Romantic histories are often dotted with mistakes and regrets. No matter how many times that on-again-off-again ex hurts us, we foolishly keep coming back. Such is the dynamic between Netflix and the Academy Awards at the moment. The company spent a small fortune campaigning Alfonso Cuarón’s Roma for Best Picture last year only to see Green Book claim the top prize. This year, Netflix reportedly spent upwards of $100 million on its Oscar campaign after leading the industry with 24 total nominations only to walk away with just two statues. Martin Scorsese’s The Irishman, which boasted 10 nominations, was completely shut out (“It’s what it is”). Hell hath no fury like a streamer scorned.
In the aftermath of Netflix’s disappointing night, we’re left to debate whether the studio’s crushing loss was a deliberate message from the Academy (not a stretch). Does this boil down to Hollywood vs Silicon Valley and the Old Guard of entertainment versus the New?
Initial resistance to Netflix from the Academy absolutely stemmed from the existential threat to traditional theater-going cinema. Blockbuster gatekeepers such as Christopher Nolan and Steven Spielberg have spoken out against the streaming Goliath in the past while prestige institutions such as the Cannes Film Festival banned Netflix movies from competition. (It’s worth noting that Spielberg is now producing Bradley Cooper’s upcoming Netflix film).
But this year’s Oscars defeat held a less cynical tone. The truth is that voters opted to champion independent cinema and theatrically viable dramas that resonated with audiences for an abundance of reasons. Parasite, Once Upon a Time in Hollywood, 1917, Ford v Ferrari, Little Women—these are, for the most part, old-school films that drew significant audiences. That they won trophies is inherently more pro-cinema than anti-Netflix.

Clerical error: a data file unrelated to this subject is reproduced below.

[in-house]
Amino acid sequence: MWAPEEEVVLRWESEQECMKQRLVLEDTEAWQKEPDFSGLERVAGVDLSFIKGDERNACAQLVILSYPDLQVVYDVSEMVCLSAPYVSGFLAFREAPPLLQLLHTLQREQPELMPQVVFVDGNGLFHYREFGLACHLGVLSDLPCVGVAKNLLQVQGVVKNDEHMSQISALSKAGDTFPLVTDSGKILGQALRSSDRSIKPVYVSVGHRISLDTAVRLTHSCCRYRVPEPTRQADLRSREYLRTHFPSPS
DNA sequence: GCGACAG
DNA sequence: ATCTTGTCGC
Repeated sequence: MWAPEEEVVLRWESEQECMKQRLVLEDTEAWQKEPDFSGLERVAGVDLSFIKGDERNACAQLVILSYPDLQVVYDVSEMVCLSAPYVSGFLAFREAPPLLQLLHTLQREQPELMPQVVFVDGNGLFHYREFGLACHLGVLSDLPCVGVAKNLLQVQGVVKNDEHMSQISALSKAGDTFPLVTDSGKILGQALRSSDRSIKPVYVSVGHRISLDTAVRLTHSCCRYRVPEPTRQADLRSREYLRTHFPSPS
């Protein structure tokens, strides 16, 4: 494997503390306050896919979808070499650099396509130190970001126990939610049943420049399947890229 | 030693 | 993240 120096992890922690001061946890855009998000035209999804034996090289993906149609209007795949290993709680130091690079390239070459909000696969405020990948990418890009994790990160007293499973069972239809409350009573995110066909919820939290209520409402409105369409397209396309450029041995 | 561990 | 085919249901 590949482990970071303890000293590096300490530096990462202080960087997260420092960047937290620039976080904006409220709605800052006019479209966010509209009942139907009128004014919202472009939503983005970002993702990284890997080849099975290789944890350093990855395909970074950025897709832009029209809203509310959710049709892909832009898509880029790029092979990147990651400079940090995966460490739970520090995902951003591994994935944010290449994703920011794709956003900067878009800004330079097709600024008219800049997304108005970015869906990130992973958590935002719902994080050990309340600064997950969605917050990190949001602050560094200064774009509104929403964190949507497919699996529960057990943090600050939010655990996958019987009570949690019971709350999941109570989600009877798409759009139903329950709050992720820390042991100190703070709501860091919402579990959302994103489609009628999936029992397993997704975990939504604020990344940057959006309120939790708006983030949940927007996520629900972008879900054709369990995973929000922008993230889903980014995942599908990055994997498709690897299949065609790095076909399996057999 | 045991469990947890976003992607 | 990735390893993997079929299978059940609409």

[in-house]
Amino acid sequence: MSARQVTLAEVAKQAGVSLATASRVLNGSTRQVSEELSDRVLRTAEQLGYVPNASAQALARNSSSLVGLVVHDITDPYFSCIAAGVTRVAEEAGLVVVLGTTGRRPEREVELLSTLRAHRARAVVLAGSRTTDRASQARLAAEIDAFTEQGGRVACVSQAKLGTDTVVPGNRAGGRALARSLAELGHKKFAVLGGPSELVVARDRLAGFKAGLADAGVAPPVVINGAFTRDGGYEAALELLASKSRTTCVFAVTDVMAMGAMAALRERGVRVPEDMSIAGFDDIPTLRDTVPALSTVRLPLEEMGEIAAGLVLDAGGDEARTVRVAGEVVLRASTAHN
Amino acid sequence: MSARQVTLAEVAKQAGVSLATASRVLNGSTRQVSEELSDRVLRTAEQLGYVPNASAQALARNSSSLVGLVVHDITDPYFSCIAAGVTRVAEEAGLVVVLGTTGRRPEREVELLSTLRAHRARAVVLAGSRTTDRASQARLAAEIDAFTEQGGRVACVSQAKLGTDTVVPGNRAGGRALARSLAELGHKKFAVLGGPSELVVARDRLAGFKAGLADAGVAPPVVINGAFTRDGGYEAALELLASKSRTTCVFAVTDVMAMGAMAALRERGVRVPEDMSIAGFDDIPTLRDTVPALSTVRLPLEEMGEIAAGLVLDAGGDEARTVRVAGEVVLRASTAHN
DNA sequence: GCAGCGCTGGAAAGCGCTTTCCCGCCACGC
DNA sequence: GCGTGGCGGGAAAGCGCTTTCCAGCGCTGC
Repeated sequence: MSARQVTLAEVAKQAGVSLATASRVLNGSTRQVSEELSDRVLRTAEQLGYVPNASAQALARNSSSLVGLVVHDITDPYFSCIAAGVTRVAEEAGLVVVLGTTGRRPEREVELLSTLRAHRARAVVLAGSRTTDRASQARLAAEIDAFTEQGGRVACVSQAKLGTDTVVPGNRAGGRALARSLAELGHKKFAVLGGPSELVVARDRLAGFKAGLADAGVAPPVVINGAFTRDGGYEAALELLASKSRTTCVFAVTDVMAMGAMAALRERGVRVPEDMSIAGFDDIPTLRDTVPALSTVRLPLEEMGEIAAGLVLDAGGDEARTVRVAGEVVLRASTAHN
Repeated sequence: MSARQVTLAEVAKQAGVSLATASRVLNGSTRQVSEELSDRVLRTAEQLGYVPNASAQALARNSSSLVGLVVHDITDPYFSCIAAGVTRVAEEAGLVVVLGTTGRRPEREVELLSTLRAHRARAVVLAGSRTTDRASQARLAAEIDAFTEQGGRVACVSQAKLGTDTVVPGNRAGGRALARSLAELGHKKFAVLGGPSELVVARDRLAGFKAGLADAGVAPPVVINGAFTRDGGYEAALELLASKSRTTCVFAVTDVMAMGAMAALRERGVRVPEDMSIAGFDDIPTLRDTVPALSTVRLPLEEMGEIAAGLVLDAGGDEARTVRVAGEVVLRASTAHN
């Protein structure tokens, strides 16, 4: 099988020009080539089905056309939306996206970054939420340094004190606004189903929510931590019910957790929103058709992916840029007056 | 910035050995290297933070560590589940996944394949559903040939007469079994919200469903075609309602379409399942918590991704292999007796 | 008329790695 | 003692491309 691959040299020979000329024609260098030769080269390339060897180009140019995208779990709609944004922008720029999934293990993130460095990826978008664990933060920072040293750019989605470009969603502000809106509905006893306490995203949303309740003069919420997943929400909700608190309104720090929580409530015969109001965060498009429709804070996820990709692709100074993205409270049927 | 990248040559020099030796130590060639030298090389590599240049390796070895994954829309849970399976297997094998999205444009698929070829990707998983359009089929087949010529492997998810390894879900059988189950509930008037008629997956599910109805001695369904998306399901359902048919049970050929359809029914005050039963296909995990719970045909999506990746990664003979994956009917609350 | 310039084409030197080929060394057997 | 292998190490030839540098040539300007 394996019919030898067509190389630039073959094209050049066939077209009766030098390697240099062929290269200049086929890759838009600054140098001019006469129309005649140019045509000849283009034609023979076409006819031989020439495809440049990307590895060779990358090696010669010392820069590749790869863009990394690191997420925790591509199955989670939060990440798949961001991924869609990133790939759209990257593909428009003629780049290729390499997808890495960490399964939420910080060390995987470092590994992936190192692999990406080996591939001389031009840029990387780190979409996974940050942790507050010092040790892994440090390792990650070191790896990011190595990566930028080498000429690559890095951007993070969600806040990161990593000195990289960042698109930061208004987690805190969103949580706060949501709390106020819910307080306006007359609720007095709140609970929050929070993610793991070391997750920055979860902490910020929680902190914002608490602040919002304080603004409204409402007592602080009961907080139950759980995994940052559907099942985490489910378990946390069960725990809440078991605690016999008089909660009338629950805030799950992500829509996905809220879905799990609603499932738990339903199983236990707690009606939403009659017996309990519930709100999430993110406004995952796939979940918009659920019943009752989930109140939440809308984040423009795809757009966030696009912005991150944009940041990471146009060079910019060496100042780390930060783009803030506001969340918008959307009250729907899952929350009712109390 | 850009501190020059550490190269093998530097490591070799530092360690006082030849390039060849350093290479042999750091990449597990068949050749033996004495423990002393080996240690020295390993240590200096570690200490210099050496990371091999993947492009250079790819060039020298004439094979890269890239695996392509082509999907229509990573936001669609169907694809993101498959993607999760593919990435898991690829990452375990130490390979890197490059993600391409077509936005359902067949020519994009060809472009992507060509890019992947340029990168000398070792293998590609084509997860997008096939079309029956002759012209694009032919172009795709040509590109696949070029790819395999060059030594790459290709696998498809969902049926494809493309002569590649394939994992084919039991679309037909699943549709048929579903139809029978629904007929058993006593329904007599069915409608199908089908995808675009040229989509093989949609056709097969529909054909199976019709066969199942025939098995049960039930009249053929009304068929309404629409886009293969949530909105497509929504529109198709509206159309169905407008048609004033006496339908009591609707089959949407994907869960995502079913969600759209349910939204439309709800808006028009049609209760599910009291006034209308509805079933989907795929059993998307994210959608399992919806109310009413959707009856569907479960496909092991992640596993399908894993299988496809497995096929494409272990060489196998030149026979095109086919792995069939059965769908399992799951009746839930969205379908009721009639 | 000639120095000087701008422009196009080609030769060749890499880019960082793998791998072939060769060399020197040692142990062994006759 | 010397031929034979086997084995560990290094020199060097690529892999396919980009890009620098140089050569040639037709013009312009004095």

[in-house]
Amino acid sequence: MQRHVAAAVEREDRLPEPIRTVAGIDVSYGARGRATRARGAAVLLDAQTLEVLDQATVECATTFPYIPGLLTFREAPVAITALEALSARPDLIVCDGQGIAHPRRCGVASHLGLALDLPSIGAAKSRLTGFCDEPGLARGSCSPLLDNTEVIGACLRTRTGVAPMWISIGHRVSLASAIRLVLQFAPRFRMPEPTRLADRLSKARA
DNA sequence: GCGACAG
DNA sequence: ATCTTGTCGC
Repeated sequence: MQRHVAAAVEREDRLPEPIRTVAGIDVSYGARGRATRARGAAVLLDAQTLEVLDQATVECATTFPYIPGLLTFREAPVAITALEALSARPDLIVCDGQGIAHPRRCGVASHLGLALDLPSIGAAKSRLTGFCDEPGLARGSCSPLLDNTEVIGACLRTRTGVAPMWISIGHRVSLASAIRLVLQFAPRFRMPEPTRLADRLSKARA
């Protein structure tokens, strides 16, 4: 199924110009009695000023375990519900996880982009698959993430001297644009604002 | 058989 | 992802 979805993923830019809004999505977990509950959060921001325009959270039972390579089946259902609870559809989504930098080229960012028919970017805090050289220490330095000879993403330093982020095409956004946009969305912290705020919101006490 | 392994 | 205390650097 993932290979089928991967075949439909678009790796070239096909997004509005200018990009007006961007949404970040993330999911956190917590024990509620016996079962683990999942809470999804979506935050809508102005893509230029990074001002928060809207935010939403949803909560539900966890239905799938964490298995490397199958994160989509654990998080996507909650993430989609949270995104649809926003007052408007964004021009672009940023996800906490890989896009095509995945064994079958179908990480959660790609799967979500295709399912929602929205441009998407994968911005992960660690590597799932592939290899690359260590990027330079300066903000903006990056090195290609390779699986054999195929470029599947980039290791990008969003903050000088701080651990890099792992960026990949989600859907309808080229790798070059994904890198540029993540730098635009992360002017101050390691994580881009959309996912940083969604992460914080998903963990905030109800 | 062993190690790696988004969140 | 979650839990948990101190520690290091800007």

Netflix, and the film industry as a whole, finds itself in a state of great flux. Streaming has become a lifeline for dying independent cinema as studios increasingly invest in tentpole productions rather than mid-budget fare. Netflix deserves credit for supporting films like Okja, Roma and Marriage Story when no one else would. But the studio also wants to be all things for all people. Scott Stuber, Netflix’s original film head, wants to eventually release 90 movies per year. That includes 35 indie films per year with budgets below $20 million and 20 bigger movies ranging from $20 million to $200 million. An ambition and transition of that magnitude takes time as does the reception from the greater industry. Hollywood isn’t quite prepared to provide 100 percent of the validation Netflix is seeking just yet. But it will.
The streamer is spending $17 billion on content in 2020 and will continue investing in original cinema. It didn’t win Best Picture at the Oscars this year, but the coming months will see new releases from Charlie Kaufman (I’m Thinking of Ending Things), Spike Lee (Da Five Bloods) and David Fincher (Mank), giving Netflix several more cracks at the top prize in 2021. They’re going to be just fine and any lingering resentments between cinematic divisions will settle over time.